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Since the 1990s, Air Force studies have noted that replacing the B-52’s old TF33 turbofans with more fuel-efficient modern types could pay for itself in just a decade’s time. The TF33s also require a $2 million overhaul every 2,000 flight hours. In December 2017, the Air Force laid out new specifications calling for a 40 percent decrease in fuel consumption per flight hour, hardening versus nuclear blasts and electronic warfare, digital engine controls (FADEC) with wireless access, and increasing electrical output to 400 to 500 KVa, giving the BUFF more electricity to power new weapons, sensors and defensive systems.
As the B-52 will likely serve for multiple decades, re-engining is not only a no-brainer but virtually required for service beyond 2030, but the Congressional funding to implement it has yet to materialize. Lacking the money, the Air Force is pitching a proposal where savings in fuel costs would go to engine manufacturers after they are installed. However, no specific engines or contractor have been associated with the notional project, which would theoretically be implemented between 2025–2030.
Separately, the Air Force has been gradually upgrading a beast originally built to lug up to seventy thousand pounds of unguided gravity bombs that had to be dropped directly over a target to a missile carrier that can strike at adversaries hundreds of miles away. For example, the Air Force has begun installing a rotary Internal Weapons Bay Unit to allow storage of eight guided weapons in the bomb bay in addition to twelve underwing weapons.
By the early 2020s, the rotary launchers will be certified to fire deadly AGM-158 JASSM and JASSM-ER stealth-cruise missiles—which give the B-52 nonnuclear precision-strike capability at targets over five hundred miles away, or the MALD decoy missile, which in addition to drawing away enemy fire can mount a jammer. A recent avionic upgrade called CONECT has allowed the mid-twentieth century war machines to integrate targeting and sensor data with friendly forces.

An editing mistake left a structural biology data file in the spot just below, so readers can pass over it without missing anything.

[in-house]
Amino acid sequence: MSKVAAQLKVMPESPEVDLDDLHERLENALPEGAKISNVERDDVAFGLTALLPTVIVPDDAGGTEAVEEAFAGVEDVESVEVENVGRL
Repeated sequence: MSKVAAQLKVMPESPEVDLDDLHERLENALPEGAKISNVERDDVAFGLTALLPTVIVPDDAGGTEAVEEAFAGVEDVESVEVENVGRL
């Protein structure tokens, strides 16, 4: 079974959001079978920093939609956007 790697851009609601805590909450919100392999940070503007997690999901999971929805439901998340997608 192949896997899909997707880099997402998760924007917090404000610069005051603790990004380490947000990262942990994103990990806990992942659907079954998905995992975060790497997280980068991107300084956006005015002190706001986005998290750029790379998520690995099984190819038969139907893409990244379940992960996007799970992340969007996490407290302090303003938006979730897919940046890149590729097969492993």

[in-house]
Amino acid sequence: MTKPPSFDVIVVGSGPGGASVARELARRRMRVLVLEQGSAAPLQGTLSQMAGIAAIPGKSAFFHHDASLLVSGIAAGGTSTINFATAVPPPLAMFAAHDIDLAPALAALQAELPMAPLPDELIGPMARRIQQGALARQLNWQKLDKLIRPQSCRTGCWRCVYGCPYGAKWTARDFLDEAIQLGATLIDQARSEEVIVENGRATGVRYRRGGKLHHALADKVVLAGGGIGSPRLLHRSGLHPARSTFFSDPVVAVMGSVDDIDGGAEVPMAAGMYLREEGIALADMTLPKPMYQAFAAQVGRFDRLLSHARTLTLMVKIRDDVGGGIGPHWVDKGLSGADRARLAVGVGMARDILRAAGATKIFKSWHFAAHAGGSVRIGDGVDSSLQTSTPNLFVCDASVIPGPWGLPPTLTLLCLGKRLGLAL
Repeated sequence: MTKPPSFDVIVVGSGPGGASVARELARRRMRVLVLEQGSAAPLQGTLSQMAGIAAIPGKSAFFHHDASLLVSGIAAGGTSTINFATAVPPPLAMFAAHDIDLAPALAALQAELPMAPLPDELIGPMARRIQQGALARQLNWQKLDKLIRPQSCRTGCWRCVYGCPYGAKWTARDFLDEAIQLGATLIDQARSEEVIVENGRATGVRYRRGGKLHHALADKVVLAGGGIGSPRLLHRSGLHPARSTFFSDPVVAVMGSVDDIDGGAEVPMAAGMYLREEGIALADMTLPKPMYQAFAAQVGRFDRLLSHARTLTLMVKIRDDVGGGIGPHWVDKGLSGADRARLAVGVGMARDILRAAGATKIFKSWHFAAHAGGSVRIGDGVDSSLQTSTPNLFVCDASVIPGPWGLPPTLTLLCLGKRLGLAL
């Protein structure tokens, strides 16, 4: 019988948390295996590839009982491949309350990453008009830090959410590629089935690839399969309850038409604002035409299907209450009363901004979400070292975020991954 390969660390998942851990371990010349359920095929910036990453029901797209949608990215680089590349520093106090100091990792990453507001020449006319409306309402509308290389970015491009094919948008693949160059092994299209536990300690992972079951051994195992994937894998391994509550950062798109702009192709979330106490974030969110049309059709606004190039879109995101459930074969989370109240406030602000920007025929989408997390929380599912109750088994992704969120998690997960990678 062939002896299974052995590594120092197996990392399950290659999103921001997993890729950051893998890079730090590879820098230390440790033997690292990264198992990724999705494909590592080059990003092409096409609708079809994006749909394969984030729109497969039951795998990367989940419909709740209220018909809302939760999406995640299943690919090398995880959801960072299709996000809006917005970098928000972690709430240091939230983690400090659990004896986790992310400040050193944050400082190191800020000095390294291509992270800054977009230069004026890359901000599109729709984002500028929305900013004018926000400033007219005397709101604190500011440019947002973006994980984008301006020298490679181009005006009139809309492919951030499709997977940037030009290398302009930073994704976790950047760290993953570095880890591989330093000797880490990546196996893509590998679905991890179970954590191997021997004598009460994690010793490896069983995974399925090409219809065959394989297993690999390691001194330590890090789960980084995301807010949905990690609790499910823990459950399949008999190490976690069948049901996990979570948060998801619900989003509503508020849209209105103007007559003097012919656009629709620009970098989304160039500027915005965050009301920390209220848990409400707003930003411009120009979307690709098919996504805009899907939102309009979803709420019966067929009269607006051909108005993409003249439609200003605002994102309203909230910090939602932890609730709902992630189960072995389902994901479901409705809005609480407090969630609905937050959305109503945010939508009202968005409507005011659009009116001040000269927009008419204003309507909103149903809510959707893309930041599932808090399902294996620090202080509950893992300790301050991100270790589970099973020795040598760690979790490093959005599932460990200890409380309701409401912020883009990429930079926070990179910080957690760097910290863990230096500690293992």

A recent article by Joseph Trevithick of The Drive highlights how the B-52 is set play a role in testing, and potentially deploying, no less than four different hypersonic weapons systems being developed by the Pentagon, as well as new nuclear-tipped cruise missiles. Because hypersonic weapons travel more than five times the speed of sound, and can maneuver more evasively than a ballistic missile, they give adversaries very little time to detect and react to them, and have a lesser likelihood of being shot down by missile interceptors. B-52s have also been proposed for conversion into huge stand-off jamming platforms or “arsenal ships” loaded down with long-range anti-aircraft missiles.
Notably, Russia and China are the only other countries to operate similar 1950s-era bomb trucks, the Tu-95 Bear and H-6K, though both types are significantly less capable than the B-52. The B-52’s ability to carry heavy loads over long distances will grow increasingly valuable as Beijing and Washington face off for control over wide expanses of the Pacific Ocean.
It’s important to emphasize that the B-52J and the new engine still haven’t advanced beyond the proposal stage. However, whether or not the Air Force actually funds those specific initiatives, the BUFF will continue to accumulate new capabilities and new missions well into the middle of the twenty-first century.
Sébastien Roblin holds a master’s degree in conflict resolution from Georgetown University and served as a university instructor for the Peace Corps in China. He has also worked in education, editing, and refugee resettlement in France and the United States. He currently writes on security and military history for War Is Boring.